Linked by Thom Holwerda on Fri 28th Oct 2005 22:22 UTC, submitted by Valour
Mandriva, Mandrake, Lycoris "It's not often that you see a desktop operating system aimed at power users. Usually an experienced user is expected to build the operating system from the command line ala FreeBSD, Gentoo, Debian, Slackware, or Linux From Scratch. Either of those options can take hours of research, config file hacking, and software downloading and installing. Mandriva Linux PowerPack Edition is quite a departure from both of those scenarios."
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by Lazarus on Fri 28th Oct 2005 22:57 UTC
Lazarus
Member since:
2005-08-10

"Usually an experienced user is expected to build the operating system from the command line ala FreeBSD..."

I've never had to install FreeBSD from the commandline. The aging sysinstall may well be ugly and a bit "long in the tooth," but it's pretty damned simple to use and effective for quite a bit of gerneral administrative tasks.

Reply Score: 2

What is he talking about?
by Anonymous on Sat 29th Oct 2005 00:27 UTC
Anonymous
Member since:
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"Usually an experienced user is expected to build the operating system from the command line ala... Debian, Slackware... Either of those options can take hours of research, config file hacking, and software downloading and installing."

I believe he doesn't have a clue.
Slackware? It installs in half an hour, ready to work out of the box, no command line in the installer, nothing to build, no extra software needed...

Starting from Sarge Debian is a similar story: you are guided step by step, very little to configure.

"Mandriva does not hold the user by the hand and point out every little thing."

That wasn't how I felt, especially during install: it feels very newbie oriented. Some auto configuration is more a pain than a blessing. It was the case for me with pppoe.

I won't even mention that Mandriva 2006 felt quite unstable out of the box, which isn't certainly the case with Slackware or Debian.

Reply Score: 2

v RE: What is he talking about?
by Anonymous on Sat 29th Oct 2005 07:44 UTC in reply to "What is he talking about?"
Anonymous Penguin Member since:
2005-07-06

Hi,

"Right after boot, you had to run the setup command in order to actually start the installation."

Yeah, "setup" is the only command I had to use. Also Slack is a lot easier now than the 8xx and 9xx days, IMO.

"I couldn't for the life of me make my ADSL connection work with it"

LOL, I wrote exactly the same sentence about Mandriva 2006. After *much* fiddling I found a way and I wrote a mini HOWTO for LinuxQuestions.org

Reply Score: 1

I found it pretty painless
by alcibiades on Sat 29th Oct 2005 04:13 UTC
alcibiades
Member since:
2005-10-12

Upgraded 2005 to 2006 over the net, and it was pretty painless. Took a few hours, but at the end of the day it worked just fine on restart. If you've been using Mandriva all along, not a lot has changed, though the author is wrong to say there have been no changes since 9.x. There have been lots. I was on 9.x. Probably no worth going into history, as this is too obviously wrong.

The nice thing about this version of Mandriva, as compared to 10.x, is it just works. Had all kinds of problems with 10.1 and 10.2, refusing to install on perfectly ordinary hardware. The nice thing as compared to Suse is, rpmdrake works better and gives access to a wider range of software than Suse. Yast simply does not handle dependencies in a sensible easy way at all. Yes, you could use aptrpm, if you can figure out how to get it in. rpmdrake will simply install it, and synaptic then just works.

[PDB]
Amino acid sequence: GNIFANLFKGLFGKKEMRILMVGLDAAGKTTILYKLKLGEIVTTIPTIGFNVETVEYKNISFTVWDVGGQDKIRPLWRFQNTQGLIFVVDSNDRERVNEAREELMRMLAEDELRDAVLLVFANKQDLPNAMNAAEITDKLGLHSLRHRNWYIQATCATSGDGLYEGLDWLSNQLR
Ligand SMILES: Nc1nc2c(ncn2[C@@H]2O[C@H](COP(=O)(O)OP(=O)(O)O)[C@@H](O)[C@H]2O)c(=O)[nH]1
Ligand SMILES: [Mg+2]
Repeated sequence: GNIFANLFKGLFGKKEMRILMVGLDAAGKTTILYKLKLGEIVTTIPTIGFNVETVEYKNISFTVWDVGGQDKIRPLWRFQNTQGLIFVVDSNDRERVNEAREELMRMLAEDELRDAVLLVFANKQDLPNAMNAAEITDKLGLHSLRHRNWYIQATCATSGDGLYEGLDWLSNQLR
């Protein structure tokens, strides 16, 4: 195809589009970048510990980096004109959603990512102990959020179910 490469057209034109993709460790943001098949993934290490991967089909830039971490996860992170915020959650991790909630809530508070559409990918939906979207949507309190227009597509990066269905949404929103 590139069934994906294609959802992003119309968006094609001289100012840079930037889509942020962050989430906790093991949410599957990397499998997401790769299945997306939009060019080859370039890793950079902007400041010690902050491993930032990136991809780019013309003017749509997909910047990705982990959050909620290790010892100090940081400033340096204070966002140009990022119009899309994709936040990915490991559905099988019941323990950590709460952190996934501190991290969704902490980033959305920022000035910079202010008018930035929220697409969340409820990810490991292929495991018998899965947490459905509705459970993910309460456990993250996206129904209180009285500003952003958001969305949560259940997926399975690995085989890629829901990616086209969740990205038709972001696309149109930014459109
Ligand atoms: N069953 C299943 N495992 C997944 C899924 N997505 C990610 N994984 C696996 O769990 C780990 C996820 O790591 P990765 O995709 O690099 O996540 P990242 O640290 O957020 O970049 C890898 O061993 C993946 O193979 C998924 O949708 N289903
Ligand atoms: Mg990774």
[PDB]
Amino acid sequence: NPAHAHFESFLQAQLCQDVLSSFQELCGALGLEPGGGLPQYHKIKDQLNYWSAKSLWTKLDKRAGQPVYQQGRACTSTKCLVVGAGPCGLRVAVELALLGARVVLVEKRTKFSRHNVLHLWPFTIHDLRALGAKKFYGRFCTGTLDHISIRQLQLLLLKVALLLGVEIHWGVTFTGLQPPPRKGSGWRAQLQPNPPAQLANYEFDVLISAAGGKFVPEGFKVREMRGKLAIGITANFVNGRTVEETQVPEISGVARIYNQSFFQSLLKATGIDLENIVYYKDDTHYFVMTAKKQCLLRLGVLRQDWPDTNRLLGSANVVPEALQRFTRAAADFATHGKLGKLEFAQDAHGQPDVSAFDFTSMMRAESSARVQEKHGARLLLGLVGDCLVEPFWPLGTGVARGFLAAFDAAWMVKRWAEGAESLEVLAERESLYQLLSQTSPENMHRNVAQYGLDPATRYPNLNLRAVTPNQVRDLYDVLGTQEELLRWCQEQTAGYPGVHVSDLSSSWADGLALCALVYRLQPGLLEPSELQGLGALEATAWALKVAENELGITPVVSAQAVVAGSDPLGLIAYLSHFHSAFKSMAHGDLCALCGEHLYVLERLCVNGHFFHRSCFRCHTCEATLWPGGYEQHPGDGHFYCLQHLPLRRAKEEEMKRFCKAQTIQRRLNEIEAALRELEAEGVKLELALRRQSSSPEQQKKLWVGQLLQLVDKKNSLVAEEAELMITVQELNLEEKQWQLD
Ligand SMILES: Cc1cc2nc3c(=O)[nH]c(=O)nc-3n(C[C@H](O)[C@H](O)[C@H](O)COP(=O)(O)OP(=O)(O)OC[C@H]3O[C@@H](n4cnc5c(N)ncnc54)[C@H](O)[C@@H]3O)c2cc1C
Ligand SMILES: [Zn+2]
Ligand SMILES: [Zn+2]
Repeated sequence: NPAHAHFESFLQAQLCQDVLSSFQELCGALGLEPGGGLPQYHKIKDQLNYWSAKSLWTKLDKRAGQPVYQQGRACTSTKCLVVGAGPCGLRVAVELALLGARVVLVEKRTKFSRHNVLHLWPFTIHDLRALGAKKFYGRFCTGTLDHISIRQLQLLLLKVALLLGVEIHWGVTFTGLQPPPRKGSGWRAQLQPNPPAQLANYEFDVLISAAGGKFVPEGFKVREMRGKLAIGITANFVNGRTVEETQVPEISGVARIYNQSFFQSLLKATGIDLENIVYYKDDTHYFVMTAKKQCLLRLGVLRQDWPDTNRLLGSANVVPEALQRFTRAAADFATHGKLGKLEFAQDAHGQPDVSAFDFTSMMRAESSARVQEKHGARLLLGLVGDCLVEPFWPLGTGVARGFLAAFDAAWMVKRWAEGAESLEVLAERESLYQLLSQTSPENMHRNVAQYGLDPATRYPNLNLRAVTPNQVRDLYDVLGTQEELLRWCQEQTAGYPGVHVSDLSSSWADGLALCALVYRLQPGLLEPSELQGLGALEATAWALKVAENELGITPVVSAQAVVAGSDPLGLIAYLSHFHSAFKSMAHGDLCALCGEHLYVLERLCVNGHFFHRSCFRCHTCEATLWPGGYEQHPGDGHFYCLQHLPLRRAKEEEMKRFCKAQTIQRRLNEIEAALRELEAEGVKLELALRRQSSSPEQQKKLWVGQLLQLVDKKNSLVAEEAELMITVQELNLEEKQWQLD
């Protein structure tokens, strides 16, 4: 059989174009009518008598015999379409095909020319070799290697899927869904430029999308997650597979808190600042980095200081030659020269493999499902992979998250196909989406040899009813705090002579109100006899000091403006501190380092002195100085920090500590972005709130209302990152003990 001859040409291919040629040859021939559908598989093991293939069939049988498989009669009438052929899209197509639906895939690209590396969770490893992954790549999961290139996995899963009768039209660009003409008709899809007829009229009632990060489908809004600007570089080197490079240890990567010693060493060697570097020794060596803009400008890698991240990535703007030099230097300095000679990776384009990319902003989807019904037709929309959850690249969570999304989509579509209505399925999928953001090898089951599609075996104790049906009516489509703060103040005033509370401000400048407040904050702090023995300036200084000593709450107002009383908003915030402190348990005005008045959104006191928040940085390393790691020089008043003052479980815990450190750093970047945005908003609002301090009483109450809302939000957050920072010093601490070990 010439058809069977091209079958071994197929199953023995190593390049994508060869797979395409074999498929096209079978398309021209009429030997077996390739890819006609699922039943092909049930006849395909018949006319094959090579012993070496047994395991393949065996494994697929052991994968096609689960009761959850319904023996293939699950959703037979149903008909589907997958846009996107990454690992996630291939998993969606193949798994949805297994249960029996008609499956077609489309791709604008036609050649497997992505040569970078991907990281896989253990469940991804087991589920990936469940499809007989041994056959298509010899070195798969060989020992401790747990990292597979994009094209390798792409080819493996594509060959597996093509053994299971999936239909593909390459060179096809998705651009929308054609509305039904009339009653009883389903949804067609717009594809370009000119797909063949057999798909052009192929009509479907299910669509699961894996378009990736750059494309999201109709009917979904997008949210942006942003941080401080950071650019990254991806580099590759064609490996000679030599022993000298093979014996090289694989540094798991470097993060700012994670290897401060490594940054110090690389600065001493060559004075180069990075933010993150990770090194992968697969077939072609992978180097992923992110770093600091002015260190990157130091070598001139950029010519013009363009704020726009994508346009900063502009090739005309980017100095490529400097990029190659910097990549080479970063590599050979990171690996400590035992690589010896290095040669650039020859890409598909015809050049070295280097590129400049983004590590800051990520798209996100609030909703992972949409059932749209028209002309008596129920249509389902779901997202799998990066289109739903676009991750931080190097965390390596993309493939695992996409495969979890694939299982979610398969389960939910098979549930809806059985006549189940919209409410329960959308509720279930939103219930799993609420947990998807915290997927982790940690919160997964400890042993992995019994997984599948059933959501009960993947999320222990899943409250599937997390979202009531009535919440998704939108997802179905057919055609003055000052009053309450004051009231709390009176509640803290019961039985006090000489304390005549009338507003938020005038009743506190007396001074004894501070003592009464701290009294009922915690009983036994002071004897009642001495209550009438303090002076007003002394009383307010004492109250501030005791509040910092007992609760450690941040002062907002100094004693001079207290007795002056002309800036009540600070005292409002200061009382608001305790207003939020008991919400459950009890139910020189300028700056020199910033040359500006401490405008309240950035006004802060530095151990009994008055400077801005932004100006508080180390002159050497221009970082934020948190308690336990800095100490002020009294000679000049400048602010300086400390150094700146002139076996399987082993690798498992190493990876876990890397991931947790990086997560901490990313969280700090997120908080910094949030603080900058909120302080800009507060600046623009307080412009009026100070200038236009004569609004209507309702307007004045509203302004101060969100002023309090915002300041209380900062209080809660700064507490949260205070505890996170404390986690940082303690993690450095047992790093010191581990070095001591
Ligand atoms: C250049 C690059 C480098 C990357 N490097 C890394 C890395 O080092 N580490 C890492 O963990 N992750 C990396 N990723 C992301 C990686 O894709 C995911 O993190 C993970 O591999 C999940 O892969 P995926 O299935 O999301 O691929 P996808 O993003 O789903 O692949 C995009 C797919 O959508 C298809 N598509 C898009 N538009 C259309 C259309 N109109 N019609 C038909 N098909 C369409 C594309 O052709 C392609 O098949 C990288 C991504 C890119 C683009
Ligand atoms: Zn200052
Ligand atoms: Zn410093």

The printer configuration is much easier than Suse. Quite why in 9.2 you had to go down to the command line and define usernames and passwords again to access your printer has been beyond me. Some of the window managers are better and some worse. In Suse, the default aesthetics of kde don't appeal. In Mandriva, Windowmaker doesn't work properly out of the box, the paths for the icons are all wrong. Not a big deal, but careless.

Kernel headers are not updated during the default upgrade, which means the ATI drivers won't load. Most naive users will not have a clue how to do this. This was the only really glaring issue I found. For the rest, very pleased, and would strongly recommend it.

But, if you want a light distribution, this is not the one. Slackware or Debian would be a much better choice.

Reply Score: 2

"can take hours of research" wtf
by l3v1 on Sat 29th Oct 2005 06:17 UTC
l3v1
Member since:
2005-07-06

can take hours of research, config file hacking, and software downloading and installing

I guess having no clue is becoming increasingly more fashionable and cool these days ? When wishing so hard to present one distro being so better than others ignorance will most probably not be the best proof of the writer's claims.

I very much dislike most of the ways newer "user friendly" distros are choosing to take, namely not the "easy" clickety installers [but I don't think they are any better than usual ncurses/console based installers] but their increasingly overly bloated nature - meaning mr. user clicks three and gets a system, with multiple gigs of stuff he doesn't even know [since mostly people new or lame to linux think these kinds of distros are the way to go, I think that assumption can generally be true].